Sanders writes: "During my campaign for the Democratic presidential nomination, I've visited 46 states. What I saw and heard on too many occasions were painful realities that the political and media establishment fail even to recognize." 

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CounterCurrents: Energy And Justice, The climate Titanic And The Melting Icebergs, Oil, Interest Rates And Debt, Twenty Four Groups Write To The World Bank: No More Destructive Development!,

Dear Friend,

If you think the content of this news letter is critical for the dignified living and survival of humanity and other species on earth, please forward it to your friends and spread the word. It's time for humanity to come together as one family! You can subscribe to our news letter here You can also follow us on twitter, and on Facebook,

In Solidarity
Binu Mathew

In Right-Wing Putsch, UK Labour MPs Deliver Overwhelming Anti-Corbyn Vote
by Julie Hyland

Fully 81 percent of the parliamentary Labour Party (PLP) supported Tuesday’s motion of no-confidence in leader Jeremy Corbyn. Just 40 Labour MPs voted against the motion, with 172 in favour. Thirteen did not vote at all and there were four spoilt ballots.

Mozambique: Looking For Food In All The Wrong Places
by Timothy A Wise

ProSAVANA remains the Mozambican government’s agricultural development strategy for the region. While farmers defend their hard-won land rights, it seems they will have to look elsewhere for agricultural development.

Beyond Development: The Commons As A New/Old Paradigm Of Human Flourishing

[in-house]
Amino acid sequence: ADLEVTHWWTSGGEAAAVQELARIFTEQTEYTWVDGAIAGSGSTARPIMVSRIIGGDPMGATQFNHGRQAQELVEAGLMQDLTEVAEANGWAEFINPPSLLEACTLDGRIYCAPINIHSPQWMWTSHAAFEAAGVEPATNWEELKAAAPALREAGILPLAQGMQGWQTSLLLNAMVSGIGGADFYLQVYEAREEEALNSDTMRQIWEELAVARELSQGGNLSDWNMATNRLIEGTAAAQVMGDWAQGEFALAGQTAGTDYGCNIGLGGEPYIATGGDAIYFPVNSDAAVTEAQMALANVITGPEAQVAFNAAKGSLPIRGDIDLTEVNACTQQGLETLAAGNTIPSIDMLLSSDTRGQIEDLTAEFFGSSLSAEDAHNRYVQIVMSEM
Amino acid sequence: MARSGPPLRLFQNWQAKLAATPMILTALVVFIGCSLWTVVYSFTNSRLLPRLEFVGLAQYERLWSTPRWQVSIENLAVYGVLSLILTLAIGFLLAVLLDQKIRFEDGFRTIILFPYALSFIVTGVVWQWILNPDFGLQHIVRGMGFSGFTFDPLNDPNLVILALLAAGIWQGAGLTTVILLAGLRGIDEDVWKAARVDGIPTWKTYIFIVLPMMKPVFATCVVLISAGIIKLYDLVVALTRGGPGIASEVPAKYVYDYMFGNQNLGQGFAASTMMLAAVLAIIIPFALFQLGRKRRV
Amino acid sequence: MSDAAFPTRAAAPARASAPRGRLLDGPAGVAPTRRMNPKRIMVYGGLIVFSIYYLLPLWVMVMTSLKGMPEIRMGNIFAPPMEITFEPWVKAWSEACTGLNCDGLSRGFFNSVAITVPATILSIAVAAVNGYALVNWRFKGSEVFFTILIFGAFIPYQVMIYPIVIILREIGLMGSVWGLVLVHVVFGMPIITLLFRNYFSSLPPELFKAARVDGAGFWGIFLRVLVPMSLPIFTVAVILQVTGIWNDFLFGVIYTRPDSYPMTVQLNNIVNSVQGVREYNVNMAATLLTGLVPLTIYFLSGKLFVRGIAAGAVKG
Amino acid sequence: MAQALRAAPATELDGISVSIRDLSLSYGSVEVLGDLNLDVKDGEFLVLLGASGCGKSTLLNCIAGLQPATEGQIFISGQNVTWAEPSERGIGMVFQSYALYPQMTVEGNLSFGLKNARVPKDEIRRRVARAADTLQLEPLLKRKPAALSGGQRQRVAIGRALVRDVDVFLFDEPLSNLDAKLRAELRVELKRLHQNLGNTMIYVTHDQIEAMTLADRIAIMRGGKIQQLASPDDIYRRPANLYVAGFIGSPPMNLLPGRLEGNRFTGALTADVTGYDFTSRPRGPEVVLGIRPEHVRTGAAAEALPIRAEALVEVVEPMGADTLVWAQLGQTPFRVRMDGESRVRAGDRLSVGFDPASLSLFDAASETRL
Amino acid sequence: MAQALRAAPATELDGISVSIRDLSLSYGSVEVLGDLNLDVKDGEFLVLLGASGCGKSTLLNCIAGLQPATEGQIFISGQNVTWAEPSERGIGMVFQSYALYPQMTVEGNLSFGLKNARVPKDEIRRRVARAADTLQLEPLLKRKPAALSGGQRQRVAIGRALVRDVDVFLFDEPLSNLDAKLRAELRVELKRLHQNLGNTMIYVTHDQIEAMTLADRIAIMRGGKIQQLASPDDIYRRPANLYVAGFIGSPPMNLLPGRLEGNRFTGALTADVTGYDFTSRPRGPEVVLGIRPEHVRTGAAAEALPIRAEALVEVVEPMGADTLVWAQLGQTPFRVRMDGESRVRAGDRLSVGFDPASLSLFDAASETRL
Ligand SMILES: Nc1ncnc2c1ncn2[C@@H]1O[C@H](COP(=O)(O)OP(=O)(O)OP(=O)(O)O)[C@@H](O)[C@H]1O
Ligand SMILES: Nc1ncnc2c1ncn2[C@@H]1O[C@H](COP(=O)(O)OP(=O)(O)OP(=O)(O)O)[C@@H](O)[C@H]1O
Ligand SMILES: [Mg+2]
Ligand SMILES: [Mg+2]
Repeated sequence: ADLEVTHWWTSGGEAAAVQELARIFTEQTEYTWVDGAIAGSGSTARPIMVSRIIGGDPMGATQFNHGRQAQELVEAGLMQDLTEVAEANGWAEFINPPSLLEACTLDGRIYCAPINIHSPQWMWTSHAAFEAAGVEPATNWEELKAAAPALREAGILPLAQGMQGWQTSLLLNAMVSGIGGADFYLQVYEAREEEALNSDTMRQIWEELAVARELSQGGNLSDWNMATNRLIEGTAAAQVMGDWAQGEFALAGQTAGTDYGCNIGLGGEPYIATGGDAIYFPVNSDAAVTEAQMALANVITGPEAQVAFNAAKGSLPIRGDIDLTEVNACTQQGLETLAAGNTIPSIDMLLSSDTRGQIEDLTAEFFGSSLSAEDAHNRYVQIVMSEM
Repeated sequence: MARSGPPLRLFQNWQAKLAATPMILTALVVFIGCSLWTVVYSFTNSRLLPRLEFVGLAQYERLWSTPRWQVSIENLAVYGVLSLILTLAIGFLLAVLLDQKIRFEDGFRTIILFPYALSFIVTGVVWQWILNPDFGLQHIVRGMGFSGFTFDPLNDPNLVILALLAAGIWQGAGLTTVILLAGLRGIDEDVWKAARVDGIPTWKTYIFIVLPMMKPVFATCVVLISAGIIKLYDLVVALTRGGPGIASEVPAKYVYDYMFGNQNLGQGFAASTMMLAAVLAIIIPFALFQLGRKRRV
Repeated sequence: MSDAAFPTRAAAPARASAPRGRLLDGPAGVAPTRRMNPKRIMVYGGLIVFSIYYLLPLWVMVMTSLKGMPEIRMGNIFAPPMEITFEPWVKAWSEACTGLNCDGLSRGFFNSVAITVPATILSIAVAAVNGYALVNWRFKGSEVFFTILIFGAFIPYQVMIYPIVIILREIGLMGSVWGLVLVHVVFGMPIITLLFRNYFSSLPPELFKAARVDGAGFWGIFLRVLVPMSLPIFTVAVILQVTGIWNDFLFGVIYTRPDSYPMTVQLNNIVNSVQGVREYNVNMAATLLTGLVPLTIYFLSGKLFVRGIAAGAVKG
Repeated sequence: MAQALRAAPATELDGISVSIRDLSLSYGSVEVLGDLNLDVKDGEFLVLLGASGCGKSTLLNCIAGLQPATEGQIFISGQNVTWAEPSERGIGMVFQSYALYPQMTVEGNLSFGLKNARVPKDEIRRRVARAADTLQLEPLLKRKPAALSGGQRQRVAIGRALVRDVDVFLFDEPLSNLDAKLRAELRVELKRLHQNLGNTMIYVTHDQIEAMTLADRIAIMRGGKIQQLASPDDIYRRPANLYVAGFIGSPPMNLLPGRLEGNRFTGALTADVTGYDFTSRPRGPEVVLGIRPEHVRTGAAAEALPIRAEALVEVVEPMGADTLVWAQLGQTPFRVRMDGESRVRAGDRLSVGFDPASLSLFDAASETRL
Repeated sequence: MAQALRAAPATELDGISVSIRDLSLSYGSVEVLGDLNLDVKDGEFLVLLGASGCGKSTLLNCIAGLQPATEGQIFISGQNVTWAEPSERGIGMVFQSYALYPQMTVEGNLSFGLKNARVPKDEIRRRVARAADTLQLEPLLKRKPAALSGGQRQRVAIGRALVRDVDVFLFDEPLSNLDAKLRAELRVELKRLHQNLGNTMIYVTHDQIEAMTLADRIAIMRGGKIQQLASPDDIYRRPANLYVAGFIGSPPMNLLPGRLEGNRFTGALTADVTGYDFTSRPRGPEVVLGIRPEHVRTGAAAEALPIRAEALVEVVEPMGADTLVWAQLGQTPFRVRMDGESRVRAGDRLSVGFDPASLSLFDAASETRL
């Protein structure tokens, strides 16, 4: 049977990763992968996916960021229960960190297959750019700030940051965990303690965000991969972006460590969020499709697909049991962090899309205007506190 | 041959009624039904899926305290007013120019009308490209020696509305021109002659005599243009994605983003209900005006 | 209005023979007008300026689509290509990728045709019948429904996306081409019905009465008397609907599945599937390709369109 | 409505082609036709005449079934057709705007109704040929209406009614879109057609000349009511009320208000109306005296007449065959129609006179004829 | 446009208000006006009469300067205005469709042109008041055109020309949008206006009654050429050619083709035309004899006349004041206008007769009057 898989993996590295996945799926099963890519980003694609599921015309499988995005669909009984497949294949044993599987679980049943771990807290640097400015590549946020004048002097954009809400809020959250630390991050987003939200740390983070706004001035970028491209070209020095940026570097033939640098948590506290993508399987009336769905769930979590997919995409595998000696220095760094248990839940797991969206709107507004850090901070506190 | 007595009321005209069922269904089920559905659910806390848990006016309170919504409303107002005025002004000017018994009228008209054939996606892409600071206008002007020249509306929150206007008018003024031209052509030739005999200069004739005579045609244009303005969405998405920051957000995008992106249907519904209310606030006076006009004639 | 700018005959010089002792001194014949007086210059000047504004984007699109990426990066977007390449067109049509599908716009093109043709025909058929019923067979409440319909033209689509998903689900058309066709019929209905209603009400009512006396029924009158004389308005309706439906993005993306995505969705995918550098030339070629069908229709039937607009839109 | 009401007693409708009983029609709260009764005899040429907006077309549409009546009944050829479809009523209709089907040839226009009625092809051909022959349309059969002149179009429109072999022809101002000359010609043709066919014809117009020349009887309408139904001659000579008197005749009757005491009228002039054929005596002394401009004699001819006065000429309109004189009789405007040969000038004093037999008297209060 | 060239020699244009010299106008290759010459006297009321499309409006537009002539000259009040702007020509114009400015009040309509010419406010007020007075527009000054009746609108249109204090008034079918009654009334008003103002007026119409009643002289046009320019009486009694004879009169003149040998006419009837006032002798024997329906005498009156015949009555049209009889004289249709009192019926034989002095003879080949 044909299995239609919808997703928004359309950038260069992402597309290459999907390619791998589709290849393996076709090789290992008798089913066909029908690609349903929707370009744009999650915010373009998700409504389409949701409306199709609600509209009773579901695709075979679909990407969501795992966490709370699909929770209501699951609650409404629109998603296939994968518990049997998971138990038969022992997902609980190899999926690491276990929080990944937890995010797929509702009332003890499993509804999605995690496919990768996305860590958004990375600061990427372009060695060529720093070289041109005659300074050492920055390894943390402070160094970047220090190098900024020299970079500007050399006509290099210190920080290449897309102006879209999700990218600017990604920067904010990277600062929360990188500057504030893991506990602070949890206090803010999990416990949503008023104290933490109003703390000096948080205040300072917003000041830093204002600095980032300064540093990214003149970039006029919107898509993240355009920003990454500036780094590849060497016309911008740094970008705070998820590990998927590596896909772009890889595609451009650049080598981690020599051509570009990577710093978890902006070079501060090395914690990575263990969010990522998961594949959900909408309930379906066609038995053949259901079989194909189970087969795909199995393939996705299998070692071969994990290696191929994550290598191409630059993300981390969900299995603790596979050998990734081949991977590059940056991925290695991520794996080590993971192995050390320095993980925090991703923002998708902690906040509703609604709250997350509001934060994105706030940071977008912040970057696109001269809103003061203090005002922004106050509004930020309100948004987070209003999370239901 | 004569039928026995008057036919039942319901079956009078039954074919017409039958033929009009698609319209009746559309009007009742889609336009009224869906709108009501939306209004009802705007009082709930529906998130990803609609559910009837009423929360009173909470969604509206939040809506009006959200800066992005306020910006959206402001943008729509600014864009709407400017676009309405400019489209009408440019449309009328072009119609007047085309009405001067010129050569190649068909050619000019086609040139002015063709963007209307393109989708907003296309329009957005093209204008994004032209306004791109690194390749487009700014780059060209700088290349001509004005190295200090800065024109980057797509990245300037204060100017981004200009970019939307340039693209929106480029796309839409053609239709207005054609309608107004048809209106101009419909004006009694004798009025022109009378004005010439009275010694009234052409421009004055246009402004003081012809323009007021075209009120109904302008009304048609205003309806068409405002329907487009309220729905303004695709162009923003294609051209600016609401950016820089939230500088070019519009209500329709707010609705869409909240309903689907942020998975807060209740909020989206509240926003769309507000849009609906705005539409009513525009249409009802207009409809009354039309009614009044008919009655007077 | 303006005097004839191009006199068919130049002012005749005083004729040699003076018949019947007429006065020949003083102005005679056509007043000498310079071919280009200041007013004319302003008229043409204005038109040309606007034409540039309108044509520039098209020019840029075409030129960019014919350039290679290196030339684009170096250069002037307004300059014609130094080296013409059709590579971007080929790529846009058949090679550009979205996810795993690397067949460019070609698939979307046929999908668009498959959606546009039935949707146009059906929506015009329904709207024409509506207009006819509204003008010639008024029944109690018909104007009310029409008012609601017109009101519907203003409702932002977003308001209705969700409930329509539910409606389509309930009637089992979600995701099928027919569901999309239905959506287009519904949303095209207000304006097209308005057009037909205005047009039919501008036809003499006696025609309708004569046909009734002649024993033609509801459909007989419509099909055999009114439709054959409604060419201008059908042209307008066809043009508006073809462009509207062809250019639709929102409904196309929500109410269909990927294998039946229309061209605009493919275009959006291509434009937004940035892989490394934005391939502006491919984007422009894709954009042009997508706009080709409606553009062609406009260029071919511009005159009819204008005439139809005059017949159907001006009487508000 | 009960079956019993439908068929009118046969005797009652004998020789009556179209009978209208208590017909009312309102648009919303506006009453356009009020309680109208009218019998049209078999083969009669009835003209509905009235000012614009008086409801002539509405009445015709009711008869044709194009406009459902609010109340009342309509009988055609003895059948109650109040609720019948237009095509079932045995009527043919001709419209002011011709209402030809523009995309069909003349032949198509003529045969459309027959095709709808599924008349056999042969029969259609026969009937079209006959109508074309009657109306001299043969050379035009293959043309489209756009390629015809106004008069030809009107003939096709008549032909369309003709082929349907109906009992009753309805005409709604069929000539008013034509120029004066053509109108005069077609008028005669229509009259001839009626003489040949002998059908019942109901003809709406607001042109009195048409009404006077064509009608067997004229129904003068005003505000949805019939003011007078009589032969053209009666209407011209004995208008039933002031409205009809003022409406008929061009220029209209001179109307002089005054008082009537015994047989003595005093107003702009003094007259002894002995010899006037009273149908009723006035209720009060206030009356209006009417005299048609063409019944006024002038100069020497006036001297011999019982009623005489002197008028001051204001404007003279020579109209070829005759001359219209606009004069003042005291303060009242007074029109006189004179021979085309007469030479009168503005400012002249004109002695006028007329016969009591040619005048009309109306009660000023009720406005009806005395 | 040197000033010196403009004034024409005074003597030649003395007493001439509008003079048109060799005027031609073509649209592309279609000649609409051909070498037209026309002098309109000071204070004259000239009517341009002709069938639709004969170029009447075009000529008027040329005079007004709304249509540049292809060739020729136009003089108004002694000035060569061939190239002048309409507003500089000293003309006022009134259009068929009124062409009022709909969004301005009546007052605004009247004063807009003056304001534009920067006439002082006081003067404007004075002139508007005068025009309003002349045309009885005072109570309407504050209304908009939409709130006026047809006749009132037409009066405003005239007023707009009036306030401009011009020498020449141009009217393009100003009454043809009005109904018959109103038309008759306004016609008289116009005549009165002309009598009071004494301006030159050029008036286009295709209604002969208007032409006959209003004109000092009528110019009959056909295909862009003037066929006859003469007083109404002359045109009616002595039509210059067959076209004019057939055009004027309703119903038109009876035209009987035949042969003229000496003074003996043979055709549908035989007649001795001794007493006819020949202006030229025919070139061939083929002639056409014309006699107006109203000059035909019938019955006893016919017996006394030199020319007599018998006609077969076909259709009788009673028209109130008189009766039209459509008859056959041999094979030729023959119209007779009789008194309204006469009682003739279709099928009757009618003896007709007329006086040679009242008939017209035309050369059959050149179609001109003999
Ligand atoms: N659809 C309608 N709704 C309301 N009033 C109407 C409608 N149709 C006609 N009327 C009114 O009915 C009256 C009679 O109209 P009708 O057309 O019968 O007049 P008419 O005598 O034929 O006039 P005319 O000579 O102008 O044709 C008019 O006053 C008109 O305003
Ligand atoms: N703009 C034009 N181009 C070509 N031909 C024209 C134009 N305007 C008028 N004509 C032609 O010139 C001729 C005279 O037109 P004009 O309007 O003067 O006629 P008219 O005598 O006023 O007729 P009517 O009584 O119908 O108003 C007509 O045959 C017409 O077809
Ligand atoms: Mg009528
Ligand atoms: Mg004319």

I’m not prepared to make grand predictions that the commons can usher in a political revolution at the global scale, as Dardot and Laval argue in their book Commun.  I wouldn’t rule that out, but for now I prefer to think more modestly of the commons as an indispensable complement to market and state with enormous potential for catalyzing transformations at both macro- and micro-scale levels.  This will require that we imagine and invent new sorts of governance institutions that go beyond the nation-state and international treaty organizations:  a rather ambitious vision indeed.

Oil, Interest Rates And Debt
by Rune Likvern

The recent lower oil price predictably stimulates more consumption, but as more consumers will continue to struggle with their balance sheets, they are now more sensitive to considerable increases in the oil price. This creates for an interesting situation; the price a growing number of consumers find affordable may be lower than what the oil companies need to go after the costlier oil and retire their debts in an orderly way.

Energy And Justice
by Richard Heinberg

The equity and justice questions won’t go away. From the perspective of global elites, something must be done to level the playing field and take everyone’s interests into account (whether through an overarching global framework or through piecemeal national and regional efforts), or those who feel excluded will disrupt efforts toward an orderly energy transition. From the perspective of those with far lower levels of power and wealth, there is no reason to support efforts to reduce fossil fuel consumption if those efforts only preserve or exacerbate economic inequality. 

The climate Titanic And The Melting Icebergs
by Andrew Glikson

The manifest paralysis of the global political system in the face of the climate impasse, evidenced by the failure of a succession of UN Framework Conventions on Climate Change to undertake meaningful steps to reduce CO2 emissions, requires a search for alternative avenues to limit the deleterious consequences of continuing carbon emissions as reported by the IPCC Working Group II, and pending the report by Working Group III.

Searching For A ‘Responsible Adult’: ‘Is Brexit Good For Israel?’
by Dr Ramzy Baroud

Indeed, Britain has played that dreadful role for decades, muting any serious discussion on Israel and Palestine, and ensuring    more courageous voices like that of Sweden, for example, are offset with the ardently and unconditionally pro-Israel sentiment constantly radiating from Westminster. Who can forget Cameron’s impassionate defense of Israel’s last war on Gaza on 2014, which killed over 2,200 mostly Palestinian civilians?

Reflections On The Orlando Massacre